When adding time, try to do it in 5 minute increments. This typically is long enough to increase the load, but short enough to not over do it. In short, walking is good for low back spasms, but be sure to approach it patiently and progress slowly.
Lower trunk rotations and knees to chest are a good place to start. Loosening the muscles around the lower back can help reduce the pain following a low back spasm. During a cycle of spasms the muscles can become stiff and rigid and have poor oxygen supply.
Stretching can help the muscles relax and get them to return to their normal length.
The knees to chest exercise below mimics bending over while not loading the lumbar spine. It has the lower body flex which causes a stretch to the low back. This in turn will help loosen those tight low back muscles.
The lower trunk rotations below work similarly by stretching the muscle fibers of the low back as well as start the process of normalizing the mechanics of the lumbar vertebrae. Remember, the goal with these stretches is to restore movement back to what it was before the incident.
The knees to chest stretch is a great place to start when you are experiencing the low back pain from spasms. The stretch puts you in an unloaded position, so you can start to bend the spine without all of the pressure that comes from standing. This stretch is done while laying on your back. Start by bending one knee and then lifting your knee towards your chest. You can use your arms to help draw the leg closer to the body and further enhance the stretch. Start on one side, then move to the other. Try to do both legs up towards the chest while holding them. This helps to stretch the lower back and put the spine in a position that shouldn’t cause much discomfort.
The lumbar rotation stretch is another gentle approach to help sooth the pain associated with low back spasm. The set up starts while laying on your back. This can be done on the floor if you like a harder surface or in bed. Start by bending the knees to about 90 degrees. From there let the knees fall to one side staying within a pain free range. Then allow the knees to fall to the opposite side. Repeat the movement for several repetitions, trying to allow the legs to fall further to each side.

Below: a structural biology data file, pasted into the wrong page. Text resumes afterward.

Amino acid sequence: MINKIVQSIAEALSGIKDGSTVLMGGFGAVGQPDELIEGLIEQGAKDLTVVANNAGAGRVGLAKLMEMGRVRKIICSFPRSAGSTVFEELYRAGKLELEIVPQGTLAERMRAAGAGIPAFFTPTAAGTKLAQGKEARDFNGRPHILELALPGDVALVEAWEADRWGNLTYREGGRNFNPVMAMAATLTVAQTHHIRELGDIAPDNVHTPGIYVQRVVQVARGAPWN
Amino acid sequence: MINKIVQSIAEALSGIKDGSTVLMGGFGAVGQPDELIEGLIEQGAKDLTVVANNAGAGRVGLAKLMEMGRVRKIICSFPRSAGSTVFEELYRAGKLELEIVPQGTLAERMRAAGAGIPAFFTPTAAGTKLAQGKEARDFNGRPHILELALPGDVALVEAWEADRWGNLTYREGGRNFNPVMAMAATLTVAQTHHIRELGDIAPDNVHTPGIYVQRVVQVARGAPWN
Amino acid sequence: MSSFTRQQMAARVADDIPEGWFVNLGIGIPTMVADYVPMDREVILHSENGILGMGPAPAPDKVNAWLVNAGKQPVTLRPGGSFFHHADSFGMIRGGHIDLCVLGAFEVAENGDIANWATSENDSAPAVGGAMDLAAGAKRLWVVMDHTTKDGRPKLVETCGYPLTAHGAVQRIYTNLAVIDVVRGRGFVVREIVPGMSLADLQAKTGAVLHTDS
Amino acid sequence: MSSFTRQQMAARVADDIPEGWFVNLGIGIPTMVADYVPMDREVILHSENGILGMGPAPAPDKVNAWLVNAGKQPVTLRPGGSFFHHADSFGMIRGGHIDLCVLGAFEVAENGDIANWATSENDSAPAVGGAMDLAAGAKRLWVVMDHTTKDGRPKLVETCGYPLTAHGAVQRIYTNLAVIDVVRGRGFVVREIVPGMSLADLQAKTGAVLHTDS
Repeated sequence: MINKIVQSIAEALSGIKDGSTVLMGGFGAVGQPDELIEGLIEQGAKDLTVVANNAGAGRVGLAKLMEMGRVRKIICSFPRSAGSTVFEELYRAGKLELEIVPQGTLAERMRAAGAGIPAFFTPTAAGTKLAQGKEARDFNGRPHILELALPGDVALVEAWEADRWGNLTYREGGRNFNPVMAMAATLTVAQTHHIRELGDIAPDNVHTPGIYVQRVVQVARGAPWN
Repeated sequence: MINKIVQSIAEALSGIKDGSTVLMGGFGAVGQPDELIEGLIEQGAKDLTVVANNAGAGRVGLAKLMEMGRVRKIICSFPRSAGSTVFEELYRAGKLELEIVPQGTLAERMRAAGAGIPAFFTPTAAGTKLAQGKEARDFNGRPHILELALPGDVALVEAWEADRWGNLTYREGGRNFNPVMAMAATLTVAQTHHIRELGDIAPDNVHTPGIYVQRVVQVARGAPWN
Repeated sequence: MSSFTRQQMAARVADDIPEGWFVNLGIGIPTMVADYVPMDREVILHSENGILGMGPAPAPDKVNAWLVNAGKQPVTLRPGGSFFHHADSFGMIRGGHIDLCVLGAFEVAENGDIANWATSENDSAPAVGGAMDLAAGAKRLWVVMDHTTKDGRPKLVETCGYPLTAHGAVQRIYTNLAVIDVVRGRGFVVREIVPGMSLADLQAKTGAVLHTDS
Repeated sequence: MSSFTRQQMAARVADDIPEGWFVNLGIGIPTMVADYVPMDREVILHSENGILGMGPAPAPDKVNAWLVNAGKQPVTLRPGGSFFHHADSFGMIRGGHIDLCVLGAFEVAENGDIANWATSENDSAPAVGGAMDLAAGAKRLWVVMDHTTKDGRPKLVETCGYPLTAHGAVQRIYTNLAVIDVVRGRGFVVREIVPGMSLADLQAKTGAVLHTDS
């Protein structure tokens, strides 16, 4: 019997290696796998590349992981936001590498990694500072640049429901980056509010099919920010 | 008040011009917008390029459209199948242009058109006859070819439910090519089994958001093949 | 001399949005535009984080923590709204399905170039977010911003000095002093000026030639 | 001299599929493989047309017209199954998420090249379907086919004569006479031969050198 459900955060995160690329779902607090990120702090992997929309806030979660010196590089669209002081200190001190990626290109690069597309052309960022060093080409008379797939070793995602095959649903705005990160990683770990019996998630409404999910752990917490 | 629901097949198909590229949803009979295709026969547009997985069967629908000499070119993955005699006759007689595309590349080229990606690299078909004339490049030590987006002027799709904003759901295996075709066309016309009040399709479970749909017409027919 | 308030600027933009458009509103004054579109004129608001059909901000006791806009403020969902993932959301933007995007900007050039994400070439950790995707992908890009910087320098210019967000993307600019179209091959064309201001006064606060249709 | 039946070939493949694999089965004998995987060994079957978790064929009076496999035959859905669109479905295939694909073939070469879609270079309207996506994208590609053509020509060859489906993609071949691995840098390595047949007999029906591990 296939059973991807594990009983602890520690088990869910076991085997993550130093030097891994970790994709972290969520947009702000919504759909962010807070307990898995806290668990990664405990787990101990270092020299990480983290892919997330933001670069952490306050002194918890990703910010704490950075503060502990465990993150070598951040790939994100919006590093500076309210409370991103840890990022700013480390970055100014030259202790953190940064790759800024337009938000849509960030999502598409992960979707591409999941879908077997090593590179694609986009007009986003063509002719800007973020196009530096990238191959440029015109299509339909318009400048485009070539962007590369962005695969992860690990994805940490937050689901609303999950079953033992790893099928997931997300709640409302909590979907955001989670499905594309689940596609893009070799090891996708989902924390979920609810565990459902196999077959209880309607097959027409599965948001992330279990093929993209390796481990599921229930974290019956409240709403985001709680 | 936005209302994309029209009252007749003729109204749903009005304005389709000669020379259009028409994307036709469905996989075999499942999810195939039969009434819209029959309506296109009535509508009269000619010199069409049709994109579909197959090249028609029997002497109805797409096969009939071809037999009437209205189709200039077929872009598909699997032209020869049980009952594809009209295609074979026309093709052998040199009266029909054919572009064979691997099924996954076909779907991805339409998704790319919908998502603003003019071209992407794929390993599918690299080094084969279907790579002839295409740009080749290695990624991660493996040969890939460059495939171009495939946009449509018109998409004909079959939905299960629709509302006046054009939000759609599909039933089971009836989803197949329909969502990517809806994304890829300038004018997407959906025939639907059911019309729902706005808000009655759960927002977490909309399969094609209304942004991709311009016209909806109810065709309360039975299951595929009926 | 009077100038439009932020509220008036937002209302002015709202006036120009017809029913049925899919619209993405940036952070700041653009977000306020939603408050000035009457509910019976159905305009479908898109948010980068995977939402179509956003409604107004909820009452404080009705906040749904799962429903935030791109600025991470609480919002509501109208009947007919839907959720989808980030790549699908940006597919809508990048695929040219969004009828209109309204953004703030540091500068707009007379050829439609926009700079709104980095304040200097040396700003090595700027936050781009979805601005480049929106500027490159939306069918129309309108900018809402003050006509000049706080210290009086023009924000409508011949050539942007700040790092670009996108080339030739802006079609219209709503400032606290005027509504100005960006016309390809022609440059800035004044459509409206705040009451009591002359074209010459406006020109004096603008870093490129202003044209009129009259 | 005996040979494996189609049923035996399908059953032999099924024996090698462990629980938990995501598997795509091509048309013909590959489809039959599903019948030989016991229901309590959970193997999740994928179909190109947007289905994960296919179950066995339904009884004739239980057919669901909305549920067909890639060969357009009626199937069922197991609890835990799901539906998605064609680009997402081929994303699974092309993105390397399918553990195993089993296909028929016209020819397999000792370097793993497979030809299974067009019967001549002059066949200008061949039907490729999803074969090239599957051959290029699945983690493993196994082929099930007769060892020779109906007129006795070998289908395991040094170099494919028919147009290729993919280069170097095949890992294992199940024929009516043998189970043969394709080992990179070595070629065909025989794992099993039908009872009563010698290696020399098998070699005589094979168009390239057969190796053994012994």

Lower back spasms where you can’t move can do a number on a person’s psyche. It can lead to psychological distress and a development of “fear avoidance” behavior.
Much like the term implies, fear avoidance is where you avoid a particular position or movement because you fear what it might do to you. We have to continue moving our backs through a variety of positions and ranges of motion.
If you threw your back out while picking something up, you are going to have a hard time convincing yourself that the next time you pick something up that it won't happen again.
This concept is where the “therapy” part of physical therapy kicks in. Using principles of cognitive behavior therapy of exposure to a fearful stimulus is a powerful tool in the recovery process. As we have stated in nearly all of the blogs, your back is strong, stable, and adapted to movement.
I am not saying to go deadlift 300 lbs right after an episode of a back spasm. What I am saying is that you can regress a movement to the point where you can tolerate it. Not only does this prime the tissues for progression of load, but it primes your brain to allow your body to accept those stresses once again.
In conclusion, there is a high likelihood that you will experience low back spasms at some point in your life.
The pain is very real, but remember that there is a very high probability of clearing up.
Also keep in mind that movement is not your enemy, you just need to find the one’s that work for you. The exercises outlined in this article are generally a safe place to start. Make sure that you give your body time to adapt to load as you progress.
Revision Health Services offers telehealth for Florida residents as well as massage and physical therapy locally in Jacksonville, Nocatee, and St. Johns, Florida. To find out if our services could be the best fit for you, reach out and let's chat!
Until next time, stay healthy, keep moving, and take care of yourself.
Vaughan, S. A., Torres, K., & Kaye, R. (2022). RESUME-1: a Phase III study of tolperisone in the treatment of painful, acute muscle spasms of the back. Pain management, 12(1), 25–33. https://doi.org/10.2217/pmt-2021-0041